Despite multiple assurances from the CEO of Foxconn, President Donald Trump, former Wisconsin Governor Scott Walker, Assembly Speaker Robin Vos and Senate Majority Leader Scott Fitzegerald, it looks like the Foxconn LCD plant ain’t a gonna happen!
Foxconn Technology Group is reconsidering plans to make advanced liquid crystal display panels at its Racine County campus, Reuters reported on Wednesday.
Foxconn “said it intends to hire mostly engineers and researchers rather than the manufacturing workforce the project originally promised,” the report says.
The report is based on an interview with Louis Woo, special assistant to Foxconn Chief Executive Terry Gou.
Over the last 10 months, the company has radically altered its planned employment mix and the nature of the manufacturing operation, and failed to create enough jobs in 2018 to qualify for state tax credits.
In the wake of the Reuters report, though, Foxconn on Wednesday pledged again – as it has repeatedly amid earlier developments – to creating 13,000 jobs in Wisconsin. The latest statement did not say anything about investing up to $10 billion in the Racine County manufacturing and research complex, another element in the state’s contract with the company.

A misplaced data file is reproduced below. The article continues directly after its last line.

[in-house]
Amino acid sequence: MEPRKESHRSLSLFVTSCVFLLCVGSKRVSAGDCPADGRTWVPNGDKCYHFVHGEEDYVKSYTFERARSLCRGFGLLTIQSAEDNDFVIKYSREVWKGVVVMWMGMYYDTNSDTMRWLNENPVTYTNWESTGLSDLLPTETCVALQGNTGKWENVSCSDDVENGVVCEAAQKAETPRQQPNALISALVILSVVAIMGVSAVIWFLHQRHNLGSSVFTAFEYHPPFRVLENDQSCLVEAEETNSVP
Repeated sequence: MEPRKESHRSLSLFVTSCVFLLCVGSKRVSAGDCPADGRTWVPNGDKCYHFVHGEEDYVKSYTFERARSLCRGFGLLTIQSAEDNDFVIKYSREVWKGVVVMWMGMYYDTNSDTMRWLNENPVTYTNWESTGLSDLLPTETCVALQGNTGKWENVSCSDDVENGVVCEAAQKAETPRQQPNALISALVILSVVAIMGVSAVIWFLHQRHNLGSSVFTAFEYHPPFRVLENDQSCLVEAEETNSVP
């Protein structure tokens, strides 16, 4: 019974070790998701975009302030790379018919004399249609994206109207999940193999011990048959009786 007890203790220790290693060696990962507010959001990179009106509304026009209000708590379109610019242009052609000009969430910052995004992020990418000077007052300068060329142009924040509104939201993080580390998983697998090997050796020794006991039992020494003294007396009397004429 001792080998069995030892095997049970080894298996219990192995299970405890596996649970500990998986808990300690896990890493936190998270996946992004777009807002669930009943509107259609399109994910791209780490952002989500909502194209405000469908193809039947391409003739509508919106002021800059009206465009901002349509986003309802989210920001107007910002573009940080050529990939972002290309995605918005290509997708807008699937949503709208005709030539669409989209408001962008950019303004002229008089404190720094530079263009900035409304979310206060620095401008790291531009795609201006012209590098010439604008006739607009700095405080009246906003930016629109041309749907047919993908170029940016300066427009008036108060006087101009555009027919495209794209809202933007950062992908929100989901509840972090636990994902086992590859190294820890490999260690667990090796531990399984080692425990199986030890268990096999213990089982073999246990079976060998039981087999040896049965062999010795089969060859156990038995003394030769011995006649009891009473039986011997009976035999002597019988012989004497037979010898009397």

Woo said in the Reuters story “that the company was still evaluating options for Wisconsin, but cited the steep cost of making advanced TV screens in the United States, where labor expenses are comparatively high,” Reuters said.
“In terms of TV, we have no place in the U.S.,” Woo said. “We can’t compete.”
Rather than a focus on LCD manufacturing, Foxconn wants to create a “technology hub” in Wisconsin that would largely consist of research facilities along with packaging and assembly operations, Woo said.
This probably comes as little surprise to many of you considering Foxconn’s track record on announcing plants around the world and then not following through.
I can’t imagine that any of us are surprised that it costs more to manufacture TVs in the US than it does to manufacture them in Asia or elsewhere. And that should have been apparent to Foxconn and the Republicans in Madison…because it’s been that way for decades and isn’t likely to change anytime in the near future.
So who gets to sue whom first? WEDC sues Foxconn (yes the article says the WEDC has no interest in changing their contract)? Citizens sue WEDC? Citizens sue the former governor and the majority leaders in Madison? Racine County or the villages in the county sue Foxconn? or WEDC? Will the residential property owners get to sue their respective locales for condemning and seizing their property for the plant that won’t exist?
This thing is going to play out in the courts for years.